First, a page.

This very small introduction to the Central Limit Theorem is probably something worthwhile before the Shannon paper. The main point is that as we take more and more samples from a random variable, tadalafil medicine with a fixed mean and variance, medical the samples approach a normal (Gaussian) distribution. That is, irregardless of the distribution of the random variable, if it meets the criteria, it will behave like a normal ly distributed random variable in the limiting case. The typical application engineering application of this theorem is making the assumption that some measured quantity is normally distributed and use that assumption to define things like confidence limits and so forth. The requirements for this assumption are that the process is second-order stationary, meaning the mean and variance do not change in the window of observation, and that the number of samples is approaching infinity. The requirement for a large number of samples can sometimes be loosened since the residual differences between the sample distribution and a normal distribution can sometimes be determined. The requirement for a stationary process cannot. For example, it would be foolish to apply Gaussian statistics to a random-walk (Brownian motion).
The key message is that the normal/Gaussian assumption is typically a good one, as long as the statistical nature of the random variable under investigation is constant through the period of observation and the number of samples is large.
The inaugural paper for the Journal Club is titled “Power-constrained high-frequency circuits for the IBM POWER6 microprocessor” by Brian Curran et al. and is published in the November 2007 issue of the IBM Journal of Research and Development. I have much respect for the whole POWER micro-architecture, check consequently, I am interested in learning a little bit about their design methodology which lead to a near-5GHz core logic clock rate. The IBM design team responsible for the POWER6 applied a three-direction strategy to achieving this performance goal: cutting edge technology, manual circuit optimization and thorough testing.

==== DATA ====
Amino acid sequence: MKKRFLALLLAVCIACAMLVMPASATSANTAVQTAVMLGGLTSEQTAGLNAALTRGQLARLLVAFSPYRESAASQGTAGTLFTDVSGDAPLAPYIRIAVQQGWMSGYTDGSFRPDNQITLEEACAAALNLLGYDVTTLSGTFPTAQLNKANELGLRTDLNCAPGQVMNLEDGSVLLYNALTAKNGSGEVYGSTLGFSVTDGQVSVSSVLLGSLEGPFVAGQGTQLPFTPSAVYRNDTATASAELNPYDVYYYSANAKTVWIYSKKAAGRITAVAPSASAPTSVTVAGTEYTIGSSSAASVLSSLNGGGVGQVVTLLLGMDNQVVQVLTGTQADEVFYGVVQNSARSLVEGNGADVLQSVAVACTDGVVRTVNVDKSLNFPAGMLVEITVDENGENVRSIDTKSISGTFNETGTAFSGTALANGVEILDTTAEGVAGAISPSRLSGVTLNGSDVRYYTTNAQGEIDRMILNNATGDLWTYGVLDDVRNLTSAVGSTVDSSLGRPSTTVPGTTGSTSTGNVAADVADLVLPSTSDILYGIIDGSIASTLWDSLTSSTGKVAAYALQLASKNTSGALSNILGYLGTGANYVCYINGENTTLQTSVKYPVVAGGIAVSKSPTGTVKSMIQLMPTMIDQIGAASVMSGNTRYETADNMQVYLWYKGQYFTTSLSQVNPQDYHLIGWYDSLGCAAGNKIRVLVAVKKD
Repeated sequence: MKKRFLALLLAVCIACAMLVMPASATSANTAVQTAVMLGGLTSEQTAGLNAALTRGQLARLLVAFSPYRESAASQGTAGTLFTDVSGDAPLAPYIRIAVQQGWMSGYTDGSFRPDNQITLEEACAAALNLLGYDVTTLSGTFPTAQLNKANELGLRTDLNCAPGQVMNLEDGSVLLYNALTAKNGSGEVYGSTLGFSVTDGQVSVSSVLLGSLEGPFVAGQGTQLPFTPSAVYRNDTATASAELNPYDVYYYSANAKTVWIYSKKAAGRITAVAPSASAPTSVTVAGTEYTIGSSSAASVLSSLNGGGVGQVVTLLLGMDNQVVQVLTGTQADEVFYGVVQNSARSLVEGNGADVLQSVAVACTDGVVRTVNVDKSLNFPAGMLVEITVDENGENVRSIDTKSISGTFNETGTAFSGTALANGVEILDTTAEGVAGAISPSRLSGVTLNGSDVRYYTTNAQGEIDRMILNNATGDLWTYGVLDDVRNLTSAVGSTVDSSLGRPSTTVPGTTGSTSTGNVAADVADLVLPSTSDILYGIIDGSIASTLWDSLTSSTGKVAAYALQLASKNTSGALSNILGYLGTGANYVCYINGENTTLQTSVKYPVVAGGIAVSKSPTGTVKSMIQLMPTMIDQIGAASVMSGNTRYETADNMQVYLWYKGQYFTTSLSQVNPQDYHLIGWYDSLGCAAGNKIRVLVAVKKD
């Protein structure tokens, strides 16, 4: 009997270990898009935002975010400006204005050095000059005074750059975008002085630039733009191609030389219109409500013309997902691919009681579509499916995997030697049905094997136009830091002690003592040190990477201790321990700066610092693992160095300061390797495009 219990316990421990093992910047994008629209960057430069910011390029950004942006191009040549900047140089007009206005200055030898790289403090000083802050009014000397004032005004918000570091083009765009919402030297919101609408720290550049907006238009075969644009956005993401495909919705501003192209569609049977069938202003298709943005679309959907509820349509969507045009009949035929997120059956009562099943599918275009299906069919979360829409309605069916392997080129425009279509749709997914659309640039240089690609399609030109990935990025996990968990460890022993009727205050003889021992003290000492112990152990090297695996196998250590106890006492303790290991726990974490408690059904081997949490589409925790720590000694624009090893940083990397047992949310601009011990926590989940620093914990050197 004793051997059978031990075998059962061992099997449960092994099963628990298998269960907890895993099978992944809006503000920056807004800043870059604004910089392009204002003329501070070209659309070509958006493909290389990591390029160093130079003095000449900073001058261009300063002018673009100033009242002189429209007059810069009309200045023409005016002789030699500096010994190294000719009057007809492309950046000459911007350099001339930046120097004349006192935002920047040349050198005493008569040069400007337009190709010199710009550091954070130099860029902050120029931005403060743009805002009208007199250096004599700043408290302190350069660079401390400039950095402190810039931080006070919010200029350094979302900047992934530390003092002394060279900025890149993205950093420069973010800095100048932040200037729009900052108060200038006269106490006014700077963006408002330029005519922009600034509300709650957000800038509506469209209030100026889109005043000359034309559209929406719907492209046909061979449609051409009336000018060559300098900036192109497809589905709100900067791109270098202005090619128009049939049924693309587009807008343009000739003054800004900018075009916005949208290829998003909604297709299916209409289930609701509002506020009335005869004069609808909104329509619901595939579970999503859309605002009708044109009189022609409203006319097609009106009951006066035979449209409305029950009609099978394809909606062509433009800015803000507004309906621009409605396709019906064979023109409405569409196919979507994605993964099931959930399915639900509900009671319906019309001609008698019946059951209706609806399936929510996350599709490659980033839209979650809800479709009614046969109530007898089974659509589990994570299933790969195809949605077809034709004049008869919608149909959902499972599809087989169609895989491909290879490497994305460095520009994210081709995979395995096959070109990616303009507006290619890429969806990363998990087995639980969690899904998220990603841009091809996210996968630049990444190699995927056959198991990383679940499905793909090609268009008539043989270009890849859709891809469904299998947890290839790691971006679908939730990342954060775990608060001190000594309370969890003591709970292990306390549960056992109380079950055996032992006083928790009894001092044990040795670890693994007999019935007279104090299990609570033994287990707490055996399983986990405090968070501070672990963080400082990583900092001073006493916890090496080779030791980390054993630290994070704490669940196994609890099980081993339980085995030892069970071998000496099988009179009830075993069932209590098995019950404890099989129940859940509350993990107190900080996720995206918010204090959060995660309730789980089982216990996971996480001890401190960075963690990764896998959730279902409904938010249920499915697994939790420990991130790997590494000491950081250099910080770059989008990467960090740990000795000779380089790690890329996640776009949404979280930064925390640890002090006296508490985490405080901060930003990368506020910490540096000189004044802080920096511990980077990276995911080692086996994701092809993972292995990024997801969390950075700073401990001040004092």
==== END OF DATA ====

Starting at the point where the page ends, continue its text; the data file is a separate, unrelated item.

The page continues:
The processor was designed at a 65um manufacturing node so various technologies needed to be employed to keep leakage current to a minimum and thereby maintain an acceptable power usage. The first method involved using silicon-on-insulator (SOI) which reduced back-gate current due to parasitic capacitances and can CMOS latch-up. The processing steps to implement SOI are well understood, however, extra care must be given to design layout as it is no longer possible to drive the back-gate by connecting the whole substrate to a fixed potential. Another technological advance employed was the use of dielectrics with low relative permittivity between traces to further reduce transmission line effects and the associated propagation delay of interconnects. Since less energy is stored in the dielectric material between interconnects, this also reduces power consumption.
From a design stand point, the goal of the team was to distribute the clock properly and to maintain the latency of the core logic circuits below “13FO-4”. Propagation delays, loading and transmission line effects play a very important role in the 5GHz regime. It was very interesting to see how multiple layers of buffers and clock delays were included to guarantee that clock pulses would be synchronized around various cells while maintaining an adequate slew rate. The 13FO-4 latency means that each processing cycle had to be accomplished in the time it would take for a signal to propagate along a chain of thirteen inverters that were loaded with four devices each. This is the criteria which allowed for a 5GHz core logic clock rate. It was mentioned that threshold voltages were tuned, probably through ion implantation, to minimize leakage while maximizing speed.
Simulations, being the last major piece of the paper, were less interesting as they relied mostly on proprietary tools. The piece that may have been important for readers was the iterative cycle of debugging and performance tuning. Going from schematic overview to transmission line calculations to back-annotation, to placing and routing made some sense.
Please feel free to contribute your thoughts on this paper, my interpretation or another paper that would be an interesting read in the comments section. Lets look at Claude Shannon’s paper titled ‘A Mathematical Theory of Communications’ as suggested by Adam. As the full paper is quite long, we may want to look at only the first thirty pages in detail. Those that want to brush up on their mathematics before attempting the paper should start on page thirty-two.